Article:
2011 if necessary, but not necessarily 2011


 

Lawrence Cannon, bless his heart, has been steadfast on what Barack Obama’s election means for Canada’s mission in Afghanistan. “The U.S. interest,” he said the other day, “won’t change our opinion or intention to withdraw our forces in 2011.”

Peter MacKay, bless his jawline, has been no less stolid. “Canada is carrying its fair share of the load,” he says, “and 2011 is the fixed date.”

Steadfast and solid are they. But also, apparently, quite speculative.

From the Prime Minister’s new, and strangely Ignatieffian, interview with the Sun.

Q: Still on Obama: He is planning to move a lot of extra troops into Afghanistan. Canada has a fixed exit date of 2011 right now. If he asks you if that date is flexible, is there any chance Canada could stay in place beyond that date, are you open to some wiggle room with that date?

A: My position is the position of the Parliament of Canada. We went to the Parliament, we got our extension to 2011 and that’s what we will do. I will certainly not be making any commitments without the consent of the Parliament of Canada. I do believe it’s important to our NATO and international allies that we have an end date to this mission. What we want to see is responsibility transferred for security, day-to-day responsibility, transferred to the government of Afghanistan. That remains our objective. I’m not going to speculate on what President Obama may or may not ask me. I know he’s committed to putting a great deal more effort into Afghanistan, a great deal more troops, and he’s committed to the success of the mission and working with Canada. Beyond that, I don’t want to speculate.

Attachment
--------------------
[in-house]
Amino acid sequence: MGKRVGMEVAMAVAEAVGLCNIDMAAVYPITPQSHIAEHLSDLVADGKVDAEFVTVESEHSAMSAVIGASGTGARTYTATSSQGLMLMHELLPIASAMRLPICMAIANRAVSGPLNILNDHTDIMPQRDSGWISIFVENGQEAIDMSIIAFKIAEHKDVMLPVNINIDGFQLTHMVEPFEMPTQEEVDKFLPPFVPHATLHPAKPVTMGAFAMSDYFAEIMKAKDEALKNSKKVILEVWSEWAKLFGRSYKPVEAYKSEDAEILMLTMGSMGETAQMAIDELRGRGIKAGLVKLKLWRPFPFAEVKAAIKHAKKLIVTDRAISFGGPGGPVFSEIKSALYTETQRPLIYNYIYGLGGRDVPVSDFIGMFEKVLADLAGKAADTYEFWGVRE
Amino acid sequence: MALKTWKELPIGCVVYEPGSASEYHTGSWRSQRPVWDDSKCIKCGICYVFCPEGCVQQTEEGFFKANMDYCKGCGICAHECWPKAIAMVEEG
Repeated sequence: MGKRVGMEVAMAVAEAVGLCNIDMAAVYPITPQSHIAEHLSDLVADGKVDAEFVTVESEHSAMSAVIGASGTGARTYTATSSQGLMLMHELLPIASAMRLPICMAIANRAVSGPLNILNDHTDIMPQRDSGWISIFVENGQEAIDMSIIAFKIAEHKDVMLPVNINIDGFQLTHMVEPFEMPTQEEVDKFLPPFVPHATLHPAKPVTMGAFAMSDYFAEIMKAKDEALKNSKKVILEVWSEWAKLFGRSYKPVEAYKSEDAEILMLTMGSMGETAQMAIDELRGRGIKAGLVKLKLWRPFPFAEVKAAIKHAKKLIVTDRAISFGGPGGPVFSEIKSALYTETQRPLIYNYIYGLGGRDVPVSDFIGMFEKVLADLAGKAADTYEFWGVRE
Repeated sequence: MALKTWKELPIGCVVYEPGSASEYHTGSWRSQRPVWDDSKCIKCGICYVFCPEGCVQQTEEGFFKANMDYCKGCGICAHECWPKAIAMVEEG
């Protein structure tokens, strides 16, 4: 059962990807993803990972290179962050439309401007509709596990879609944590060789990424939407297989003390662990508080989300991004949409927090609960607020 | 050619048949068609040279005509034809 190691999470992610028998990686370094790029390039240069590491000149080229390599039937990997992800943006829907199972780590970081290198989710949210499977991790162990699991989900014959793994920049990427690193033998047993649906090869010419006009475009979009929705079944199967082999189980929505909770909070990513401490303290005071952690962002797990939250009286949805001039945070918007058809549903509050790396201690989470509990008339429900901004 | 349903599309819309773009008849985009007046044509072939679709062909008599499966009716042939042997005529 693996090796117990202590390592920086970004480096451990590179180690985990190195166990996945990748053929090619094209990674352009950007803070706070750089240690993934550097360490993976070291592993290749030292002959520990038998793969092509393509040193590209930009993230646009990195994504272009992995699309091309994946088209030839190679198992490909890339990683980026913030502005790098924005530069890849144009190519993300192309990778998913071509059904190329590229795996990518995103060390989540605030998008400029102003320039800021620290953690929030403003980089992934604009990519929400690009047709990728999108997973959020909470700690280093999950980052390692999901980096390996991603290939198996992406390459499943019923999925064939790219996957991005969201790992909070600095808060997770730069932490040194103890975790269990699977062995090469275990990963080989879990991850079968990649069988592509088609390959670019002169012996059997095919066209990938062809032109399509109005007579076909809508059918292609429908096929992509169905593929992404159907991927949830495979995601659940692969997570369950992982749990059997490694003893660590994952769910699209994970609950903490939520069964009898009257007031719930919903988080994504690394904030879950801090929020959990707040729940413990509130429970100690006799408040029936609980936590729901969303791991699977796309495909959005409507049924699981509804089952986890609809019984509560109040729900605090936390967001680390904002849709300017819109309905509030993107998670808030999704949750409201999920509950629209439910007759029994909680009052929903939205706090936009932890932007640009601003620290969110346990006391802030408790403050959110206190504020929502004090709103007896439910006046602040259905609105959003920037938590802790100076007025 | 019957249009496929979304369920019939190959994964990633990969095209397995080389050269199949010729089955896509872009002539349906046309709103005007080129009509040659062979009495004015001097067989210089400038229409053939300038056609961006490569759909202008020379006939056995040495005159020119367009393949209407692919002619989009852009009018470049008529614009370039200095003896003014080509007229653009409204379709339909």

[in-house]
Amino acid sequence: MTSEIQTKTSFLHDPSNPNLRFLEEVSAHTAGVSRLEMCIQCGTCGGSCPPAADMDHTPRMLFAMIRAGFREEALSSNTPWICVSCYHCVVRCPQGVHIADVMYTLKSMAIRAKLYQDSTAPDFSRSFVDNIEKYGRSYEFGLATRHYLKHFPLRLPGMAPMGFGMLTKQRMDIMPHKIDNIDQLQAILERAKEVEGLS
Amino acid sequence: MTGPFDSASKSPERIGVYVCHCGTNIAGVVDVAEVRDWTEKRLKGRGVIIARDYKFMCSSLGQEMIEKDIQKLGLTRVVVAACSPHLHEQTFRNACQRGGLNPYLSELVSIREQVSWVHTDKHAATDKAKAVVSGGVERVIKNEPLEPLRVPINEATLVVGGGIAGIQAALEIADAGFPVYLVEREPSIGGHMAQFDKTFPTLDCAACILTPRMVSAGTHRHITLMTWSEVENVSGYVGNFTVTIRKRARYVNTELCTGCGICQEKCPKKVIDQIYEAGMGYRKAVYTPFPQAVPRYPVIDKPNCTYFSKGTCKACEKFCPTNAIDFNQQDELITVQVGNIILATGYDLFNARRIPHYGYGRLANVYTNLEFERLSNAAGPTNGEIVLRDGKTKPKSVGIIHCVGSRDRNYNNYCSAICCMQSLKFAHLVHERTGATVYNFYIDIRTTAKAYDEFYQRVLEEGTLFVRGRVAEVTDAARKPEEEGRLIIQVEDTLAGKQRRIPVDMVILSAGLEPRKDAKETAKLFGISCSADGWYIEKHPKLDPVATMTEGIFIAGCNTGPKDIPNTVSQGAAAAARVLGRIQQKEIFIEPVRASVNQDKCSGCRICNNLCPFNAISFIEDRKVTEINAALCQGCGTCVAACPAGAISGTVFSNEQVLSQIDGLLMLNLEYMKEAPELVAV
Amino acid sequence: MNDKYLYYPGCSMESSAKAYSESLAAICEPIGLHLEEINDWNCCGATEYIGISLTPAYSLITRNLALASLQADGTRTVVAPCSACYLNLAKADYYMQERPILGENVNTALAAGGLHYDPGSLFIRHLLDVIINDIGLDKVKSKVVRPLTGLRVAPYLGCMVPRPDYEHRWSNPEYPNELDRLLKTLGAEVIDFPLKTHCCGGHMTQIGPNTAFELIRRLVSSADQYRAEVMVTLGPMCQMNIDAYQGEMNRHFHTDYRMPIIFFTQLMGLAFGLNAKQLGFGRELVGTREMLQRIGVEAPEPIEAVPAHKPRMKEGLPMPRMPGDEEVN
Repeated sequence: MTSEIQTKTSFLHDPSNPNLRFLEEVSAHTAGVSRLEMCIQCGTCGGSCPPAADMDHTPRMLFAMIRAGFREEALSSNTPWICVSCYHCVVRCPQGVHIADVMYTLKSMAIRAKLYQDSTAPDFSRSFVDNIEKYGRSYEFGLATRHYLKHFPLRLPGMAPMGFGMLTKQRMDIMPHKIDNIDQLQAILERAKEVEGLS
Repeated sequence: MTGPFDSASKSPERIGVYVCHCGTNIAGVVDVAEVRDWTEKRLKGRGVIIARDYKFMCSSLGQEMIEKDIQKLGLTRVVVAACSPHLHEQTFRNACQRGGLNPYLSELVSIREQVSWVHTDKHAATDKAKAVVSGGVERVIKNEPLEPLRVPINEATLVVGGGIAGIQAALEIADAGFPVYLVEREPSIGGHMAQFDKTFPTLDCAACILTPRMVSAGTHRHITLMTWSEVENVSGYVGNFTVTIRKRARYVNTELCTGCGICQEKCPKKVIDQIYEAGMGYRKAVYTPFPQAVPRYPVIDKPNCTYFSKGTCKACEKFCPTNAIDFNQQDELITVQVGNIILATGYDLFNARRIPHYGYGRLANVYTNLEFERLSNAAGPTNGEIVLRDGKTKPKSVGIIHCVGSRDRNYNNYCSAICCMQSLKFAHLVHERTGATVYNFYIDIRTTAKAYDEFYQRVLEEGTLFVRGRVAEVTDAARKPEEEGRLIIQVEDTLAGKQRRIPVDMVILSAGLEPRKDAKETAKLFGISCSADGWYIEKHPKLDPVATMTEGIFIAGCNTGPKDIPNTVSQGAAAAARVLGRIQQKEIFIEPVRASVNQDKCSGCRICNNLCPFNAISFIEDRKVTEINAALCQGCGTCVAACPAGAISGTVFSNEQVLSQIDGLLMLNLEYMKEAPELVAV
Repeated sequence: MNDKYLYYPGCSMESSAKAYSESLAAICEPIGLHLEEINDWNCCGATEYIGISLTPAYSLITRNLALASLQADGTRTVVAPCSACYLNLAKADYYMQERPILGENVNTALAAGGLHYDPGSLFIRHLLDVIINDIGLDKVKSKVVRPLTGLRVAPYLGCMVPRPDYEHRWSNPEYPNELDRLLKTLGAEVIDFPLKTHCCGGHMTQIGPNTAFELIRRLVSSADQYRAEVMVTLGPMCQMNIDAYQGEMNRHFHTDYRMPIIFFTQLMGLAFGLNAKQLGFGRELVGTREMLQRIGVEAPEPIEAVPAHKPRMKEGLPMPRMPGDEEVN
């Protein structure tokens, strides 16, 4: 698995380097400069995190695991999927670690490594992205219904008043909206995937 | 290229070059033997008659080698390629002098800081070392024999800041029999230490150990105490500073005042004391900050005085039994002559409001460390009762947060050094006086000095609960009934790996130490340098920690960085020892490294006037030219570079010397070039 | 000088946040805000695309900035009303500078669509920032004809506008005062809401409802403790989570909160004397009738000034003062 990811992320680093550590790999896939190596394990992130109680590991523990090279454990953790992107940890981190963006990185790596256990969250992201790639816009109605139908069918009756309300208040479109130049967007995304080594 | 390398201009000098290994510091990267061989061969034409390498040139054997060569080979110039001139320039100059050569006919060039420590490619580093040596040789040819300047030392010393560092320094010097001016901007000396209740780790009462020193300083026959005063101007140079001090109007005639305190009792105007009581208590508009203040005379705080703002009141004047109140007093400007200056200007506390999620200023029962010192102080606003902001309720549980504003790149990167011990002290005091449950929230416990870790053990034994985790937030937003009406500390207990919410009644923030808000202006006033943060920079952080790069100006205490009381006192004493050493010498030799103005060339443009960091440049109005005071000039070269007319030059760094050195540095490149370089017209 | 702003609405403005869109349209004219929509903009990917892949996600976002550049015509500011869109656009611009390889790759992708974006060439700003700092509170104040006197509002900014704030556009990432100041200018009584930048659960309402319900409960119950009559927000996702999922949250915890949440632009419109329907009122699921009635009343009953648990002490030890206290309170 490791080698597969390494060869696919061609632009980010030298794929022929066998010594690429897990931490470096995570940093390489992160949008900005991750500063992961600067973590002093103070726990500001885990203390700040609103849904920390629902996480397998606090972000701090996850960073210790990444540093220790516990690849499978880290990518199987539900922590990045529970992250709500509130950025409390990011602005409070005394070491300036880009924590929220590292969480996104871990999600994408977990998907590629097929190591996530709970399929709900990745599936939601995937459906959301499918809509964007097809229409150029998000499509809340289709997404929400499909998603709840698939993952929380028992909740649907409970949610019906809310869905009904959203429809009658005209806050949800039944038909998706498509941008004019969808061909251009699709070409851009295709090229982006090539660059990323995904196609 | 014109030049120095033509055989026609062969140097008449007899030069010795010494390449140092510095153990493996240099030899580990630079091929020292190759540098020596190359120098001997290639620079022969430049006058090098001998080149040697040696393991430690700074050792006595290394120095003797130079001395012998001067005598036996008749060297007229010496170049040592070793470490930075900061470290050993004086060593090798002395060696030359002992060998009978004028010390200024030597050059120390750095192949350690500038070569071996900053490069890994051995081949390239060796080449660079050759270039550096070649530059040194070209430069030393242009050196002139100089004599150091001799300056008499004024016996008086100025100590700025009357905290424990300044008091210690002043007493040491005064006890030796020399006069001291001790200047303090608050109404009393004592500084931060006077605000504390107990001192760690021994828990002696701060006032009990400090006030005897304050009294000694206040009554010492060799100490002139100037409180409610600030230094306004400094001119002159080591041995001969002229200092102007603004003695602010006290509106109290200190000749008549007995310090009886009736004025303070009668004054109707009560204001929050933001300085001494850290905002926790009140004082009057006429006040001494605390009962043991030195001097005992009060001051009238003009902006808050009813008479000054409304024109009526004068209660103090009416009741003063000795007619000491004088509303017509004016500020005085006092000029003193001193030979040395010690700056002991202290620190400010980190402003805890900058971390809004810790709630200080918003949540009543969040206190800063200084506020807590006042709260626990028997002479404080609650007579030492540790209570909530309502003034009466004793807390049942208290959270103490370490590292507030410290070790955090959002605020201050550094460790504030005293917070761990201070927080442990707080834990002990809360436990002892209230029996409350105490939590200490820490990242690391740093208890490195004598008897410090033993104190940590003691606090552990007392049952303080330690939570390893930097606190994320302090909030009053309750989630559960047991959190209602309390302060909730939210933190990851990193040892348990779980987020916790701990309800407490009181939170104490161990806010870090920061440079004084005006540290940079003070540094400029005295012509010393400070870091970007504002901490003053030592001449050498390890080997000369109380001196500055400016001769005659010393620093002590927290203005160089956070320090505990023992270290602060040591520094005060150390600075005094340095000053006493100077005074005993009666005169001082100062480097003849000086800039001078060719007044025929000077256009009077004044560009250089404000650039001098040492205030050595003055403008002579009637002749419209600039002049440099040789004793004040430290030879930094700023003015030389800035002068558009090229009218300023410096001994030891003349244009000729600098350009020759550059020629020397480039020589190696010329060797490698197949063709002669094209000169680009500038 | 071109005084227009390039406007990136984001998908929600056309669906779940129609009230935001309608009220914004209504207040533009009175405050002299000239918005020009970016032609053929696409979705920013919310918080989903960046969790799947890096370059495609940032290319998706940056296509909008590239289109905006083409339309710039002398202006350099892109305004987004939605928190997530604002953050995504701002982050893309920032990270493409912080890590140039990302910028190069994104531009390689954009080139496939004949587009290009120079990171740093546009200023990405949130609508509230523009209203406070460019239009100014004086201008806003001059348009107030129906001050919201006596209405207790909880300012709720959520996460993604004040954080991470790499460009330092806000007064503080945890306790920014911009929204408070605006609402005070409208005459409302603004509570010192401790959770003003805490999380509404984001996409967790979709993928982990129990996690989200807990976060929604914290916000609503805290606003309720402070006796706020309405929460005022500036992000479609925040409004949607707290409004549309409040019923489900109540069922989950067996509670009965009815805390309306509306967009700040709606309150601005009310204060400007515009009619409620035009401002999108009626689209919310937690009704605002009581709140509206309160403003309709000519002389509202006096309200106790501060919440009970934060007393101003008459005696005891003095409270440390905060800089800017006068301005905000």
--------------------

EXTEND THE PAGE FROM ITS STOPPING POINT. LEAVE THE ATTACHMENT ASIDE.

Q: Is there a possibility, though, that you could present an extension to Parliament?

A: I’m not contemplating that right now. I think it’s important we stick to the game plan we have. And quite frankly, my major priority right now is the economy. I think it would be highly speculative, the scenarios you’re putting forward.

Q: If he did ask, your answer would be no?

A: I don’t have any plans to make any change. But obviously we’ll see how things unfold. In fairness, we know very generally President Obama’s priorities but I wouldn’t want to speculate on what he may or may not intend to do in Afghanistan or anywhere else.


 

2011 if necessary, but not necessarily 2011

  1. I’m no Stephen Harper fan, but interviews like this is what makes me really hate most reporters. He’s given a clear answer to the question, and the reporter keeps asking the same thing over and over again, hoping Harper will ‘slip up’ and the reporter can make a big deal out of it. Harper gives a clear and thoughtful answer to the question, but because it won’t make a splashy headline, the reporter keeps asking him the same thing over and over again.

  2. Stephen Harper hasn’t given a clear and thoughtful answer in his life.

  3. “Stolid”: Dull and impassive; having little or no sensibility; incapable of being excited or moved.

    Interesting, though, to see Harper defer to the Parliamentary will he was so terrified of facing just a few weeks ago.

  4. Even if Harper answered in a definite manner he would still do what ever he wishes down the road leaving him with the now Harper monicker “HE CAN NOT BE TRUSTED”.

  5. Harper can say what he wants as his actions often dispute the answers leading to him being a person not to be trusted